My Tucked Pullover is moving along quickly now.
This section requires picking up stitches along the edge of the neck and transferring stitches from holders onto my needles.
Picking up stitches is a technique with which many knitters struggle. The spacing is what trips up many people.
For my Tucked Pullover I was fortunate that there were only a few stitches to be picked up on the side of each neck edge, so it was fairly painless.
The first step when picking up stitches is to divide your edge into sections. It’s easier to pick up a few stitches evenly spaced along a short section than to pick up all the stitches along the entire length.
I can’t fool you, that’s the armhole not the neck edge, but it’s a good example. I used the top and bottom seams as guides, then clipped stitch markers at the half way point on both the front and the back.
You can read more about marking your edge in this article on the Vogue Knitting website.
Sometimes I put my crochet skills to use when I pick up stitches. I tension the yarn with my left hand and scoop it with the knitting needle. Other times I make things complicated by sticking my left hand needle into the fabric first, then using my right hand needle to knit the stitch in the normal fashion.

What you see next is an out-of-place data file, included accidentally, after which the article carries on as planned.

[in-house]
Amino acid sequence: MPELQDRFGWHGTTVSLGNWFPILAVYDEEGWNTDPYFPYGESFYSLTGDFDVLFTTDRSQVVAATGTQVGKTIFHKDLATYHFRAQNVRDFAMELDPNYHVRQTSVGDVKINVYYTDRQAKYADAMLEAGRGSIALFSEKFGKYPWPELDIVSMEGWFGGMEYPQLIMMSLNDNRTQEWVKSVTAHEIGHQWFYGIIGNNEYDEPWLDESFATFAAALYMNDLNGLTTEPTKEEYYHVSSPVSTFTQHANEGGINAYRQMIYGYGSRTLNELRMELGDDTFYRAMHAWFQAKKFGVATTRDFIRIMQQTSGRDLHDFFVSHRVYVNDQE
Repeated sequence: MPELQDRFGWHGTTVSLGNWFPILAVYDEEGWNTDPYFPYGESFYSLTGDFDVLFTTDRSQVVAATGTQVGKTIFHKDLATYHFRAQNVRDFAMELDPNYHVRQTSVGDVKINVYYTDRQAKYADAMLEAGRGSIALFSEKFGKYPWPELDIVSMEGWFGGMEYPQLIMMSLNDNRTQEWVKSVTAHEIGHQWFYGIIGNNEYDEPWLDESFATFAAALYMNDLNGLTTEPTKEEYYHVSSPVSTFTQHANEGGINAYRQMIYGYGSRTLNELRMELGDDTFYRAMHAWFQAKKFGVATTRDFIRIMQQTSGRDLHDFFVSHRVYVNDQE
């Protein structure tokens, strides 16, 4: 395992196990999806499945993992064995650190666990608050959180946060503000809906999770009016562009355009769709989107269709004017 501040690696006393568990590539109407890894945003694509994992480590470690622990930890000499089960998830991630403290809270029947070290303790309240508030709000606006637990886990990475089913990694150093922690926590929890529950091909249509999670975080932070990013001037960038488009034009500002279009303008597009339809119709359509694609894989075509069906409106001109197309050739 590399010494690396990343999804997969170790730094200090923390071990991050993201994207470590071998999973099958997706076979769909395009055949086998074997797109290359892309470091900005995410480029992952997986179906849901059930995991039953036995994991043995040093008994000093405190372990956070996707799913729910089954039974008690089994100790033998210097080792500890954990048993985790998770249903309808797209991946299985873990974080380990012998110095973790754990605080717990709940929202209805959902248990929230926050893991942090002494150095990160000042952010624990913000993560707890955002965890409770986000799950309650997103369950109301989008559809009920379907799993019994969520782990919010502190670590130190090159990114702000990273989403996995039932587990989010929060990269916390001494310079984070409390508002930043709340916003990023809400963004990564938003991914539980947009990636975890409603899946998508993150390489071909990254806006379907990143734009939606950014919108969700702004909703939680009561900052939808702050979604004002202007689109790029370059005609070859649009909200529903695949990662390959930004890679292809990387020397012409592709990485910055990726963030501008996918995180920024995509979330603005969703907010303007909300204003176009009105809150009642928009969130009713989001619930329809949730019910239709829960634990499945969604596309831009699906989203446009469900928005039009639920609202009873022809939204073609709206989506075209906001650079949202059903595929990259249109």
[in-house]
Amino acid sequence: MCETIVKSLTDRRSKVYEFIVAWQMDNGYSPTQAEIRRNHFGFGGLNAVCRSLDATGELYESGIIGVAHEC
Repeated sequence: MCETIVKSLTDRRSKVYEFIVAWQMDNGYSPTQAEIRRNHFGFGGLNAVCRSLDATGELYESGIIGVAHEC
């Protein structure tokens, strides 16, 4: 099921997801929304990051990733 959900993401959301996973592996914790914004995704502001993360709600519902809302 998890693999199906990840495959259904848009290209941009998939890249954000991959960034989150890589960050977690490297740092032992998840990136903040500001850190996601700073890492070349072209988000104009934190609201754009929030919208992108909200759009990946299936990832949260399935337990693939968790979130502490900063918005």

When I first learned to knit I found my two needle method provided more stability and helped me better see what was happening.
The stitches along the front of the neckline were still on the needle so all I had to do was knit them off. The neckline is worked with a smaller needle than the body, which is why I’m switching from my Denise set to a bamboo circular.
This video from KnittingHelp.com cuts right to the chase of how to work the technique.
I guess he was thinking about how many ends I had to weave in before I was really done!
This Knitty article goes into more depth about picking up stitches, which a focus on properly spacing a button band.